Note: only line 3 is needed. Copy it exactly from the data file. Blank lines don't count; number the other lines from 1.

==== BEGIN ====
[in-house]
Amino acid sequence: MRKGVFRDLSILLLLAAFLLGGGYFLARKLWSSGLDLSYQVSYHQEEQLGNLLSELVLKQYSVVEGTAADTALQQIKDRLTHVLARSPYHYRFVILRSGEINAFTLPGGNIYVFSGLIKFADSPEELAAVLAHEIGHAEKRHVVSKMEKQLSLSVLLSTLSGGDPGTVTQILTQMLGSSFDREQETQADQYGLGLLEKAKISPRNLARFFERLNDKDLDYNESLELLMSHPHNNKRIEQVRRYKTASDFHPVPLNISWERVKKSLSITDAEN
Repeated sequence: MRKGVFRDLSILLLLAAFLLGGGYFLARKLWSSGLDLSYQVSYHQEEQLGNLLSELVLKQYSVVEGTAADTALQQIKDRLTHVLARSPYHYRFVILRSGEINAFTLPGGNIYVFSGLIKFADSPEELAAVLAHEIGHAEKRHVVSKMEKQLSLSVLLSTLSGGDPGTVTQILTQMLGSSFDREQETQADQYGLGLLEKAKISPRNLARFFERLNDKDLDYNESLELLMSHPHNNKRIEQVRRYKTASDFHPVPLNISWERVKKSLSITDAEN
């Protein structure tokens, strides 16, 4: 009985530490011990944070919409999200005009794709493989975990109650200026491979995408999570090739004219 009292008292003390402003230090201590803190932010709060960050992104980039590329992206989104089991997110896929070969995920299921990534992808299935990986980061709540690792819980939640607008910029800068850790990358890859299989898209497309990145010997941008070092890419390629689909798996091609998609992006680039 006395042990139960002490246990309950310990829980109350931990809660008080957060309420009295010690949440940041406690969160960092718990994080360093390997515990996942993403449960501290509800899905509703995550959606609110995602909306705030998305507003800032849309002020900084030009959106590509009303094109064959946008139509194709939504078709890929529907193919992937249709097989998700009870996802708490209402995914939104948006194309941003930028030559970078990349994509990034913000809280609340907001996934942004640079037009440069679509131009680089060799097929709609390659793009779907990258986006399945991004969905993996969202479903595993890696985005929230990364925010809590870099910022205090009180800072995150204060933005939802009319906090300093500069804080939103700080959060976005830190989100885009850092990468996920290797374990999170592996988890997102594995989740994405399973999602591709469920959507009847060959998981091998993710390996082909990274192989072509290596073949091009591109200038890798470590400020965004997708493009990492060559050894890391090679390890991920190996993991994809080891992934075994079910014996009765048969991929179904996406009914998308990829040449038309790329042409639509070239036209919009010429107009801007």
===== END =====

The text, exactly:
Repeated sequence: MRKGVFRDLSILLLLAAFLLGGGYFLARKLWSSGLDLSYQVSYHQEEQLGNLLSELVLKQYSVVEGTAADTALQQIKDRLTHVLARSPYHYRFVILRSGEINAFTLPGGNIYVFSGLIKFADSPEELAAVLAHEIGHAEKRHVVSKMEKQLSLSVLLSTLSGGDPGTVTQILTQMLGSSFDREQETQADQYGLGLLEKAKISPRNLARFFERLNDKDLDYNESLELLMSHPHNNKRIEQVRRYKTASDFHPVPLNISWERVKKSLSITDAEN